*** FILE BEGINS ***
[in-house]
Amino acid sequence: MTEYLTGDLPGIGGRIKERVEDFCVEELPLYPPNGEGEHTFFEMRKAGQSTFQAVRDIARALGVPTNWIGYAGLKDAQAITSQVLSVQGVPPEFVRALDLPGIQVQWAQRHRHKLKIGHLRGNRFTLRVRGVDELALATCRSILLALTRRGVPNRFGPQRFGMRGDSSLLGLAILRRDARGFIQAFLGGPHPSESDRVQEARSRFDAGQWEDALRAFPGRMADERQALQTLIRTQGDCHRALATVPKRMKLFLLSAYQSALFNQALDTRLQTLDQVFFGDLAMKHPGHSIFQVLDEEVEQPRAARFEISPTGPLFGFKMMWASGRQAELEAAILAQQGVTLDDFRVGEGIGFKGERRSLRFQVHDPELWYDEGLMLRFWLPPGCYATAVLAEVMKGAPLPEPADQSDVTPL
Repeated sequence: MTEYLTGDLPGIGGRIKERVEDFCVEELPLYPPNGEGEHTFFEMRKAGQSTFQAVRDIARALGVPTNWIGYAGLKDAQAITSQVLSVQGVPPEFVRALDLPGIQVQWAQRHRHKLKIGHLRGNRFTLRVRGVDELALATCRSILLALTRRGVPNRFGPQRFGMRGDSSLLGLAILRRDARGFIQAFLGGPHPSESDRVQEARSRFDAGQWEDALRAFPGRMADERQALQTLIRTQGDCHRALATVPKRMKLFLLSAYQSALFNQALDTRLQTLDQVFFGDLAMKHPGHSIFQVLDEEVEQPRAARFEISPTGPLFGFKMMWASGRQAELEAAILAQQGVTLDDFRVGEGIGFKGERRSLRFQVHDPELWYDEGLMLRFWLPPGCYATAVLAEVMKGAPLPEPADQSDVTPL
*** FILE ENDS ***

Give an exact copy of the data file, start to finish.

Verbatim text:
[in-house]
Amino acid sequence: MTEYLTGDLPGIGGRIKERVEDFCVEELPLYPPNGEGEHTFFEMRKAGQSTFQAVRDIARALGVPTNWIGYAGLKDAQAITSQVLSVQGVPPEFVRALDLPGIQVQWAQRHRHKLKIGHLRGNRFTLRVRGVDELALATCRSILLALTRRGVPNRFGPQRFGMRGDSSLLGLAILRRDARGFIQAFLGGPHPSESDRVQEARSRFDAGQWEDALRAFPGRMADERQALQTLIRTQGDCHRALATVPKRMKLFLLSAYQSALFNQALDTRLQTLDQVFFGDLAMKHPGHSIFQVLDEEVEQPRAARFEISPTGPLFGFKMMWASGRQAELEAAILAQQGVTLDDFRVGEGIGFKGERRSLRFQVHDPELWYDEGLMLRFWLPPGCYATAVLAEVMKGAPLPEPADQSDVTPL
Repeated sequence: MTEYLTGDLPGIGGRIKERVEDFCVEELPLYPPNGEGEHTFFEMRKAGQSTFQAVRDIARALGVPTNWIGYAGLKDAQAITSQVLSVQGVPPEFVRALDLPGIQVQWAQRHRHKLKIGHLRGNRFTLRVRGVDELALATCRSILLALTRRGVPNRFGPQRFGMRGDSSLLGLAILRRDARGFIQAFLGGPHPSESDRVQEARSRFDAGQWEDALRAFPGRMADERQALQTLIRTQGDCHRALATVPKRMKLFLLSAYQSALFNQALDTRLQTLDQVFFGDLAMKHPGHSIFQVLDEEVEQPRAARFEISPTGPLFGFKMMWASGRQAELEAAILAQQGVTLDDFRVGEGIGFKGERRSLRFQVHDPELWYDEGLMLRFWLPPGCYATAVLAEVMKGAPLPEPADQSDVTPL